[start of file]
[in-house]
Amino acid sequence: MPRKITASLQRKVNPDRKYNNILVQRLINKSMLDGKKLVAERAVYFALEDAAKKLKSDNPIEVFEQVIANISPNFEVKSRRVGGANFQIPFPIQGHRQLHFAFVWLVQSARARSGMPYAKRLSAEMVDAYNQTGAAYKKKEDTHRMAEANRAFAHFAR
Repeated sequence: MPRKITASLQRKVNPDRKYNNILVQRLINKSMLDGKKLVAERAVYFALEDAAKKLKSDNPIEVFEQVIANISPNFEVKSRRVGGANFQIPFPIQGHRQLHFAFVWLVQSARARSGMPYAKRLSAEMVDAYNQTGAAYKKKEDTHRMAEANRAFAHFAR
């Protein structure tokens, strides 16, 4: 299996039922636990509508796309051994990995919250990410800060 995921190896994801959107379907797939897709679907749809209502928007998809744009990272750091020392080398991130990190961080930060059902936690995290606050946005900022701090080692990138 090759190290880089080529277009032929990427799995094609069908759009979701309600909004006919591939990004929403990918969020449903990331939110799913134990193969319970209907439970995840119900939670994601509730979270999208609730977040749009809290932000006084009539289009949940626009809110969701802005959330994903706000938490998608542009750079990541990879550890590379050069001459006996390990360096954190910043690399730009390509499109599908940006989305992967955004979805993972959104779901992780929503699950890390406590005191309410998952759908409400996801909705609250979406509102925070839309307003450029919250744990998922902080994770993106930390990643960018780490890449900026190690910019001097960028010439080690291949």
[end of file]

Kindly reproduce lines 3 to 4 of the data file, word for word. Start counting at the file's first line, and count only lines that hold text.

Repeated sequence: MPRKITASLQRKVNPDRKYNNILVQRLINKSMLDGKKLVAERAVYFALEDAAKKLKSDNPIEVFEQVIANISPNFEVKSRRVGGANFQIPFPIQGHRQLHFAFVWLVQSARARSGMPYAKRLSAEMVDAYNQTGAAYKKKEDTHRMAEANRAFAHFAR
């Protein structure tokens, strides 16, 4: 299996039922636990509508796309051994990995919250990410800060 995921190896994801959107379907797939897709679907749809209502928007998809744009990272750091020392080398991130990190961080930060059902936690995290606050946005900022701090080692990138 090759190290880089080529277009032929990427799995094609069908759009979701309600909004006919591939990004929403990918969020449903990331939110799913134990193969319970209907439970995840119900939670994601509730979270999208609730977040749009809290932000006084009539289009949940626009809110969701802005959330994903706000938490998608542009750079990541990879550890590379050069001459006996390990360096954190910043690399730009390509499109599908940006989305992967955004979805993972959104779901992780929503699950890390406590005191309410998952759908409400996801909705609250979406509102925070839309307003450029919250744990998922902080994770993106930390990643960018780490890449900026190690910019001097960028010439080690291949």